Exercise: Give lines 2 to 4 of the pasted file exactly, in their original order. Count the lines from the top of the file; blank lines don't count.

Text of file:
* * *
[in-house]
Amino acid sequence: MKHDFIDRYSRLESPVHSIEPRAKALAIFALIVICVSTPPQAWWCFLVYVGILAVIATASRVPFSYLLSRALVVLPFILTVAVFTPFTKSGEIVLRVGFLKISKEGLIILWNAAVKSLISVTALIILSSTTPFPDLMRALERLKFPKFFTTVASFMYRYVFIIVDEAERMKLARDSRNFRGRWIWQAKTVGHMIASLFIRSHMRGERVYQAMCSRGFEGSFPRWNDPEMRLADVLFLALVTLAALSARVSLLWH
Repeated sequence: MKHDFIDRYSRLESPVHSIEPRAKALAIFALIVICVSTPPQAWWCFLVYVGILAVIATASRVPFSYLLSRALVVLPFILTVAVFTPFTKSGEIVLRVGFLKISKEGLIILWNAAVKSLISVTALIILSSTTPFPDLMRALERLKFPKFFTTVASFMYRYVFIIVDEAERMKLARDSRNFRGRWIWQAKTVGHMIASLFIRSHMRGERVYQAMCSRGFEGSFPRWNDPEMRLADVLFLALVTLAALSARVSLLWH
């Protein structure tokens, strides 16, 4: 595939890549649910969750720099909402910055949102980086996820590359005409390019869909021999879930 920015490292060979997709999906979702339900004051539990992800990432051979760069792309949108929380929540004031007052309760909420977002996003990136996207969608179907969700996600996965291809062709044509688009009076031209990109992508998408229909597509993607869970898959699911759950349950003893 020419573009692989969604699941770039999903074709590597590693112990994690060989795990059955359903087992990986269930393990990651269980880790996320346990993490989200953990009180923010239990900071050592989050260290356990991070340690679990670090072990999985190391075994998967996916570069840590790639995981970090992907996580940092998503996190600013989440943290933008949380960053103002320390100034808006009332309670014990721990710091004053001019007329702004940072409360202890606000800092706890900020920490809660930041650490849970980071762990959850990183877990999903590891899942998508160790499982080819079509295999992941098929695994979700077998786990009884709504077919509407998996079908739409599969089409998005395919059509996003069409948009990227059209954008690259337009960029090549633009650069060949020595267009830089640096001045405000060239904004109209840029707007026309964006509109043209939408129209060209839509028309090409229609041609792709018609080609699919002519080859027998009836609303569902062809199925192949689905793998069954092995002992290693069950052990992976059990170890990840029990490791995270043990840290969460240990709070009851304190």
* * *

Amino acid sequence: MKHDFIDRYSRLESPVHSIEPRAKALAIFALIVICVSTPPQAWWCFLVYVGILAVIATASRVPFSYLLSRALVVLPFILTVAVFTPFTKSGEIVLRVGFLKISKEGLIILWNAAVKSLISVTALIILSSTTPFPDLMRALERLKFPKFFTTVASFMYRYVFIIVDEAERMKLARDSRNFRGRWIWQAKTVGHMIASLFIRSHMRGERVYQAMCSRGFEGSFPRWNDPEMRLADVLFLALVTLAALSARVSLLWH
Repeated sequence: MKHDFIDRYSRLESPVHSIEPRAKALAIFALIVICVSTPPQAWWCFLVYVGILAVIATASRVPFSYLLSRALVVLPFILTVAVFTPFTKSGEIVLRVGFLKISKEGLIILWNAAVKSLISVTALIILSSTTPFPDLMRALERLKFPKFFTTVASFMYRYVFIIVDEAERMKLARDSRNFRGRWIWQAKTVGHMIASLFIRSHMRGERVYQAMCSRGFEGSFPRWNDPEMRLADVLFLALVTLAALSARVSLLWH
């Protein structure tokens, strides 16, 4: 595939890549649910969750720099909402910055949102980086996820590359005409390019869909021999879930 920015490292060979997709999906979702339900004051539990992800990432051979760069792309949108929380929540004031007052309760909420977002996003990136996207969608179907969700996600996965291809062709044509688009009076031209990109992508998408229909597509993607869970898959699911759950349950003893 020419573009692989969604699941770039999903074709590597590693112990994690060989795990059955359903087992990986269930393990990651269980880790996320346990993490989200953990009180923010239990900071050592989050260290356990991070340690679990670090072990999985190391075994998967996916570069840590790639995981970090992907996580940092998503996190600013989440943290933008949380960053103002320390100034808006009332309670014990721990710091004053001019007329702004940072409360202890606000800092706890900020920490809660930041650490849970980071762990959850990183877990999903590891899942998508160790499982080819079509295999992941098929695994979700077998786990009884709504077919509407998996079908739409599969089409998005395919059509996003069409948009990227059209954008690259337009960029090549633009650069060949020595267009830089640096001045405000060239904004109209840029707007026309964006509109043209939408129209060209839509028309090409229609041609792709018609080609699919002519080859027998009836609303569902062809199925192949689905793998069954092995002992290693069950052990992976059990170890990840029990490791995270043990840290969460240990709070009851304190």